An anal abscess is an acute form, whereas an anal fistula is a chronic form; the latter occurs in up to 50% of patients with anal abscesses. Anal fistulas can spread along the excretory ducts and connect to the outer skin and anal canal, unlike abscesses. Anal fistulas can be classified based on their relationship with various components of the anal sphincter as superficial, intersphincteric, transphincteric, suprasphincteric, or extrasphicteric. The symptoms of anal fistulas manifest as pruritus, weeping, or discharge of pus, mild to severe pain with fever, and leukocytosis (similar to anal abscesses).

Therapy is surgical for anal abscesses and fistulas.

fistulography of anal fistula

Image: Fistulography showing the tractus of the fistula. By Openi, License: CC BY 2.0


Types of hemorrhoids

Image: Types of hemorrhoids. By WikipedianProlific and Mikael Häggström, License: CC BY-SA 3.0

Hemorrhoids occur due to asymptomatic hyperplasia of the hemorrhoidal plexus. Symptoms include pruritus, stinging, pain, or hemorrhage. Possible causes of hemorrhoids include continuous pushing due to obstipation, pregnancy, alcohol, and long periods of sitting. The knotty transformations of the hemorrhoidal plexus are most often found at 3, 7, and 11 o’clock in the lithotomy position. Hemorrhoidal disease can be classified into four grades, as follows:

  • ­Grade I: non-painful submucous cushions lying superior to the dentate line; only visible by a proctoscope; conspicuous due to bright red blood in the feces
  • Grade II: While pushing, the hyperplastic vascular cushions prolapse into the anal canal or outward, leading to pain; spontaneous retraction may occur.
  • Grade III: prolapsed hemorrhoids, which have to be replaced manually
  • Grade IV: permanent prolapse (non-reducible)

Image: Piles of 3rd degree. By Dr. K.-H. Günther, Klinikum Main Spessart, Lohr am Main, License: CC BY-SA 3.0

With all 4 grades, there is a danger of complications in the form of massive hemorrhage. Furthermore, there can be obstruction of draining vessels (hemorrhoidal vein thrombosis), inflammation, prolapse of the rectum, and fecal incontinence due to sphincter muscle weakness. To ease the symptoms, treatment with ointments and suppositories is a possibility. Furthermore, patients should make dietary changes, such as high-fiber and low-fat diets.

Resected hemorrhoid cushion

Image: Resected hemorrhoid cushion after a hemorrhoid surgery by Milligan Morgan. By Dr. K.-H. Günther, Klinikum Main Spessart, Lohr am Main, License: CC BY-SA 3.0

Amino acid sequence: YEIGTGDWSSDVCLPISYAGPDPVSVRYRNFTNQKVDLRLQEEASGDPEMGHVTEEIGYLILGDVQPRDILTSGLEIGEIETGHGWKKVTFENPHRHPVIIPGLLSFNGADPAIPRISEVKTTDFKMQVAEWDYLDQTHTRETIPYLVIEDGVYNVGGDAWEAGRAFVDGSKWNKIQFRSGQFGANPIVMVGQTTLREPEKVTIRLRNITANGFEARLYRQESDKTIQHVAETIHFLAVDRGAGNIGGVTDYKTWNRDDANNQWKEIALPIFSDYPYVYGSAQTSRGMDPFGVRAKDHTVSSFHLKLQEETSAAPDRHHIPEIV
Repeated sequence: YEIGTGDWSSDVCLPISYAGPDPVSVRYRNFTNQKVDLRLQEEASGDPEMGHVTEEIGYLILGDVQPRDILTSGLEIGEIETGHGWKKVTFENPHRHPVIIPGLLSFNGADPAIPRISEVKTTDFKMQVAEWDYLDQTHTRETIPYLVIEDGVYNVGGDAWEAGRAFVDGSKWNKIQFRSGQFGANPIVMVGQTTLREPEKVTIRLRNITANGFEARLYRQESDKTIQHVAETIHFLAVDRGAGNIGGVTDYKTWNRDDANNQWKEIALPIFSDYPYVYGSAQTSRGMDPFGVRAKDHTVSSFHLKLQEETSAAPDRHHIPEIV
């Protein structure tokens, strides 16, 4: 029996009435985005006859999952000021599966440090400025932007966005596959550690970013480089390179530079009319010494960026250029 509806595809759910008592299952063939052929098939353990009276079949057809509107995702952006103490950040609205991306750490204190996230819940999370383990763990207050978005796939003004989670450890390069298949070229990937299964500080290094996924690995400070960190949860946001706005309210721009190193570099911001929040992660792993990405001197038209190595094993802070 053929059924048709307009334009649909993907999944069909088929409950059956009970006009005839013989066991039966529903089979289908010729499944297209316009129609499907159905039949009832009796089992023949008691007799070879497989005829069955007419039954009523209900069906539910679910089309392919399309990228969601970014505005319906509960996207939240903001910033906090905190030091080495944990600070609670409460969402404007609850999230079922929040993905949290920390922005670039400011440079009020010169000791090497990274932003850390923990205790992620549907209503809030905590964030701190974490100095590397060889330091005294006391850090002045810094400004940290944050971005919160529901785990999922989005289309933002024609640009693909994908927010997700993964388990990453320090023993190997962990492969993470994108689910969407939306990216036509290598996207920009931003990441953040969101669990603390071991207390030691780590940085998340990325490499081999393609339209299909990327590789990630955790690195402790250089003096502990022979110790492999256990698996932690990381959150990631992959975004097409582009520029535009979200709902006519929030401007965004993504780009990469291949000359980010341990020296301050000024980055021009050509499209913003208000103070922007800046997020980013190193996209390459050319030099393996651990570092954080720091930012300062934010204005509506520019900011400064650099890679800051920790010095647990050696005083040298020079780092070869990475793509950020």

For grade I and II disease, semi-operative methods of sclerotization or rubber band ligation are used, whereas grade III and IV must be treated surgically (hemorrhoidectomy).

Rectal Prolapse

Rectal prolapse is a condition in which the rectum loses its attachment and protrudes out of the anal aperture with all its wall layers, spontaneously or after defecation. The reason for rectal prolapse is often is an insufficiency of the pelvic diaphragm, which occurs particularly in older people. The condition is more common among women 60 years of age or older. Other promoting factors are obstipation and an elongated colon.

Rectal prolapse is rarely associated with pain but is often associated with fecal incontinence. Therapy is determined by the dimensions of the prolapse and ranges from rubber band ligation to operative fixation of the rectum with the sacrum (rectopexy).

Prolapse of rectum.

Image: Prolapse of the rectum. By Dr. K.-H. Günther, Klinikum Main Spessart, Lohr am Main, License: CC BY-SA 3.0

Rectal Carcinoma

Colorectal carcinoma is the second most common cause of cancer mortality in men and women. In contrast to colon carcinoma, rectal carcinoma is digitally palpable in many cases and therefore is often detected during preventive checkups. Such carcinoma often develops from adenomas (polyps), which signify a benign pre-stage. Risk factors for rectal carcinoma include advanced age, a history of smoking, a family history of the disease, and inflammatory bowel disease.